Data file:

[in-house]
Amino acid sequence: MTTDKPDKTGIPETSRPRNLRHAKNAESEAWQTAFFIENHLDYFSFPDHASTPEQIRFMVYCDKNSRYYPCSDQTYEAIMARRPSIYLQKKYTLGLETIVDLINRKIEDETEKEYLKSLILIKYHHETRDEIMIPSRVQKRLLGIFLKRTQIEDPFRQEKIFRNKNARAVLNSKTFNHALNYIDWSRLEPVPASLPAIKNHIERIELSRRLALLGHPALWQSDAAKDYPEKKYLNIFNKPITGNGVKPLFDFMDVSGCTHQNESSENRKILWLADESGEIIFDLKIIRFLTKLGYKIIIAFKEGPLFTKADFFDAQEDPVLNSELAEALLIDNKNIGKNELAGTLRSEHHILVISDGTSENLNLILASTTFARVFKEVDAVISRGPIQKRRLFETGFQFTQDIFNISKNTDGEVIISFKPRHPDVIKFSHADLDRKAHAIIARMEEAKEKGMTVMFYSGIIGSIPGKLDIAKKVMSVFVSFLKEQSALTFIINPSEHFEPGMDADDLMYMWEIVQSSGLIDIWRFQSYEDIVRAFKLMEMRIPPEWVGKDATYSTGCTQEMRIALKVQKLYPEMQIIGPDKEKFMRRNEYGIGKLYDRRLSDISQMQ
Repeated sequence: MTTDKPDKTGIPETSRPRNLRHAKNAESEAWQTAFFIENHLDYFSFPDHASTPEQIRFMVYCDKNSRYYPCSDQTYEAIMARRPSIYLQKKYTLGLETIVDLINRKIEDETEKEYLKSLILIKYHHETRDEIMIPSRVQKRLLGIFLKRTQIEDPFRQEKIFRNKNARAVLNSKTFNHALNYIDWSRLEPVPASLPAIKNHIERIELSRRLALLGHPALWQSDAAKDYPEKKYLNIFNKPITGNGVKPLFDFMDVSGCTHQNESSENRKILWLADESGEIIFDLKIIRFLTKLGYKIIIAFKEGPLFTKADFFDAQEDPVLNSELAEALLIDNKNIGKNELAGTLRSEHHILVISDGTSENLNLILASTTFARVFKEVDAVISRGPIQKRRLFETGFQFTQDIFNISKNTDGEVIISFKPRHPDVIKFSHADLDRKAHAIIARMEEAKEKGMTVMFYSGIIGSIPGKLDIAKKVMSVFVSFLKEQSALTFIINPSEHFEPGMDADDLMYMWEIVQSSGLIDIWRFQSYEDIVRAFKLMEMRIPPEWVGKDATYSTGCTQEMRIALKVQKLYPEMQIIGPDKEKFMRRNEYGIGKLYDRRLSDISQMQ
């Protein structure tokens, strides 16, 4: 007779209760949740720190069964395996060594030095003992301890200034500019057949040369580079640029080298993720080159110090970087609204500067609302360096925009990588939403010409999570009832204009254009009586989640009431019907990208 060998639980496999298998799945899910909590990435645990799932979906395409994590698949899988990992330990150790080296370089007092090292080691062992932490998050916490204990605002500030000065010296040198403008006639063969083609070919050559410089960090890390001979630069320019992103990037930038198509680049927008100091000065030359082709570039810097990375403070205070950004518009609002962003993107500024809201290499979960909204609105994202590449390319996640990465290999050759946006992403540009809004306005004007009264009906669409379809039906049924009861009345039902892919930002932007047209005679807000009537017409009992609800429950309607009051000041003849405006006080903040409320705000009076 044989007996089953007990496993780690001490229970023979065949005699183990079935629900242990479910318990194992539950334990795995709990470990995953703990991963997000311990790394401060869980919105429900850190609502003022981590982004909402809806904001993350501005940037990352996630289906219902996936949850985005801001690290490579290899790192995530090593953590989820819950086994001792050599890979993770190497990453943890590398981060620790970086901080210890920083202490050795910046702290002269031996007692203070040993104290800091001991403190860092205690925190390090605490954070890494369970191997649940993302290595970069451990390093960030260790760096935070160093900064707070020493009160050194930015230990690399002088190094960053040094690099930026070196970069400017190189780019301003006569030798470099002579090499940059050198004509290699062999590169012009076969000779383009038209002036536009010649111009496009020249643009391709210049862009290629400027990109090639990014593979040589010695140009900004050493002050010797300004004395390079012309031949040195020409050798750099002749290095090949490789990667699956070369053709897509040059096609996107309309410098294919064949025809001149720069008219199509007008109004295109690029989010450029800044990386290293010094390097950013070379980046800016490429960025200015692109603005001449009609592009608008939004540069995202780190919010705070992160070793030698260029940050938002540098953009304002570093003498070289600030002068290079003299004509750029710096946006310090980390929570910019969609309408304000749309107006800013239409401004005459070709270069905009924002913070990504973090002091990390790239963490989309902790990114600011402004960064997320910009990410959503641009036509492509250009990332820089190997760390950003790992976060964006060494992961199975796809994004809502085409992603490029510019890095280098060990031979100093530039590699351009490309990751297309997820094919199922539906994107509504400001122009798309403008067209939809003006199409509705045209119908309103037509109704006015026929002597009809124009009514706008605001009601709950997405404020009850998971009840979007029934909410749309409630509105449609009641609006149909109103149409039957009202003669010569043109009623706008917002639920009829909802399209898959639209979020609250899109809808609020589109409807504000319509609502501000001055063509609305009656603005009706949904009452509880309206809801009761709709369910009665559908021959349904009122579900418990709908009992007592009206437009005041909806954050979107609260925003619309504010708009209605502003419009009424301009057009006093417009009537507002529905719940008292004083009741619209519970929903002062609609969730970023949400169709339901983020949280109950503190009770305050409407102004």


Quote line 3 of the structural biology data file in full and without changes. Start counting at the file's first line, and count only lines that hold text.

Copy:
Repeated sequence: MTTDKPDKTGIPETSRPRNLRHAKNAESEAWQTAFFIENHLDYFSFPDHASTPEQIRFMVYCDKNSRYYPCSDQTYEAIMARRPSIYLQKKYTLGLETIVDLINRKIEDETEKEYLKSLILIKYHHETRDEIMIPSRVQKRLLGIFLKRTQIEDPFRQEKIFRNKNARAVLNSKTFNHALNYIDWSRLEPVPASLPAIKNHIERIELSRRLALLGHPALWQSDAAKDYPEKKYLNIFNKPITGNGVKPLFDFMDVSGCTHQNESSENRKILWLADESGEIIFDLKIIRFLTKLGYKIIIAFKEGPLFTKADFFDAQEDPVLNSELAEALLIDNKNIGKNELAGTLRSEHHILVISDGTSENLNLILASTTFARVFKEVDAVISRGPIQKRRLFETGFQFTQDIFNISKNTDGEVIISFKPRHPDVIKFSHADLDRKAHAIIARMEEAKEKGMTVMFYSGIIGSIPGKLDIAKKVMSVFVSFLKEQSALTFIINPSEHFEPGMDADDLMYMWEIVQSSGLIDIWRFQSYEDIVRAFKLMEMRIPPEWVGKDATYSTGCTQEMRIALKVQKLYPEMQIIGPDKEKFMRRNEYGIGKLYDRRLSDISQMQ